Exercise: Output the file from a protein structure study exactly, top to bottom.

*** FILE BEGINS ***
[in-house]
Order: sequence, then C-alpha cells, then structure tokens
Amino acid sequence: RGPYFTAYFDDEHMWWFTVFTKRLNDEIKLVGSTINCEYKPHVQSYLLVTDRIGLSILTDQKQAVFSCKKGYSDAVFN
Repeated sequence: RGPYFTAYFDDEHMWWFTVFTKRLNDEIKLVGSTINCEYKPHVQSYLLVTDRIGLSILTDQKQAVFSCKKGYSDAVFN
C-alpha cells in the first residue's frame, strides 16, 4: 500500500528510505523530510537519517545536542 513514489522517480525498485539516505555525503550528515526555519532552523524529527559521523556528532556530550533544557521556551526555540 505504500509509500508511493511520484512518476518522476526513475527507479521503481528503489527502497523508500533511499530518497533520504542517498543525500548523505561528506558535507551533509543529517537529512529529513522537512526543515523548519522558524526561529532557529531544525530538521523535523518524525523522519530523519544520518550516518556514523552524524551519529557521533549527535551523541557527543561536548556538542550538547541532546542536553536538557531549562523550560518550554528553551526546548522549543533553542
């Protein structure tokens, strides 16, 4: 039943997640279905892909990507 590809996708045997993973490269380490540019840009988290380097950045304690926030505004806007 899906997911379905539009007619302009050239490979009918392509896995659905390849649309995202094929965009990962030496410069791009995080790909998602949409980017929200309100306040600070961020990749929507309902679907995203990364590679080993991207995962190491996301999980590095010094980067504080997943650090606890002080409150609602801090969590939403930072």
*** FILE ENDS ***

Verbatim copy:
[in-house]
Order: sequence, then C-alpha cells, then structure tokens
Amino acid sequence: RGPYFTAYFDDEHMWWFTVFTKRLNDEIKLVGSTINCEYKPHVQSYLLVTDRIGLSILTDQKQAVFSCKKGYSDAVFN
Repeated sequence: RGPYFTAYFDDEHMWWFTVFTKRLNDEIKLVGSTINCEYKPHVQSYLLVTDRIGLSILTDQKQAVFSCKKGYSDAVFN
C-alpha cells in the first residue's frame, strides 16, 4: 500500500528510505523530510537519517545536542 513514489522517480525498485539516505555525503550528515526555519532552523524529527559521523556528532556530550533544557521556551526555540 505504500509509500508511493511520484512518476518522476526513475527507479521503481528503489527502497523508500533511499530518497533520504542517498543525500548523505561528506558535507551533509543529517537529512529529513522537512526543515523548519522558524526561529532557529531544525530538521523535523518524525523522519530523519544520518550516518556514523552524524551519529557521533549527535551523541557527543561536548556538542550538547541532546542536553536538557531549562523550560518550554528553551526546548522549543533553542
């Protein structure tokens, strides 16, 4: 039943997640279905892909990507 590809996708045997993973490269380490540019840009988290380097950045304690926030505004806007 899906997911379905539009007619302009050239490979009918392509896995659905390849649309995202094929965009990962030496410069791009995080790909998602949409980017929200309100306040600070961020990749929507309902679907995203990364590679080993991207995962190491996301999980590095010094980067504080997943650090606890002080409150609602801090969590939403930072």